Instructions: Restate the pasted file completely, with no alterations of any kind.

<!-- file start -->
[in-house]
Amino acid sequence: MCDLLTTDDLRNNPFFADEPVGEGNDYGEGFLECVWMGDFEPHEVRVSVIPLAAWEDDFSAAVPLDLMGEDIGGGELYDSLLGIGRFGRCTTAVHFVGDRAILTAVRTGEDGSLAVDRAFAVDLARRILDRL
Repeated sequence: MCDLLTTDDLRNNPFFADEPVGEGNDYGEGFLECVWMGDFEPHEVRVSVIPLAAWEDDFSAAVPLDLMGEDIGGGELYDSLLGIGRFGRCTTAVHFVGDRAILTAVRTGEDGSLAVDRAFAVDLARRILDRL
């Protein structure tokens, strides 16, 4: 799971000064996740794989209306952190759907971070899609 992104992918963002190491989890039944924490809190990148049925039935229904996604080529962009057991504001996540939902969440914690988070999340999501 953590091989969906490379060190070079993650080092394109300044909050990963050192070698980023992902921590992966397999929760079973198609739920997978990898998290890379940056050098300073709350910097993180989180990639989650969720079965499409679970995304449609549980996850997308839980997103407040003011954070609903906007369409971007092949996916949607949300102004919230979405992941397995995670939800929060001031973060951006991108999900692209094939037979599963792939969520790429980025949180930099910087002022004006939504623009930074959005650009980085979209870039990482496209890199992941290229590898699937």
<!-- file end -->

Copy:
[in-house]
Amino acid sequence: MCDLLTTDDLRNNPFFADEPVGEGNDYGEGFLECVWMGDFEPHEVRVSVIPLAAWEDDFSAAVPLDLMGEDIGGGELYDSLLGIGRFGRCTTAVHFVGDRAILTAVRTGEDGSLAVDRAFAVDLARRILDRL
Repeated sequence: MCDLLTTDDLRNNPFFADEPVGEGNDYGEGFLECVWMGDFEPHEVRVSVIPLAAWEDDFSAAVPLDLMGEDIGGGELYDSLLGIGRFGRCTTAVHFVGDRAILTAVRTGEDGSLAVDRAFAVDLARRILDRL
């Protein structure tokens, strides 16, 4: 799971000064996740794989209306952190759907971070899609 992104992918963002190491989890039944924490809190990148049925039935229904996604080529962009057991504001996540939902969440914690988070999340999501 953590091989969906490379060190070079993650080092394109300044909050990963050192070698980023992902921590992966397999929760079973198609739920997978990898998290890379940056050098300073709350910097993180989180990639989650969720079965499409679970995304449609549980996850997308839980997103407040003011954070609903906007369409971007092949996916949607949300102004919230979405992941397995995670939800929060001031973060951006991108999900692209094939037979599963792939969520790429980025949180930099910087002022004006939504623009930074959005650009980085979209870039990482496209890199992941290229590898699937």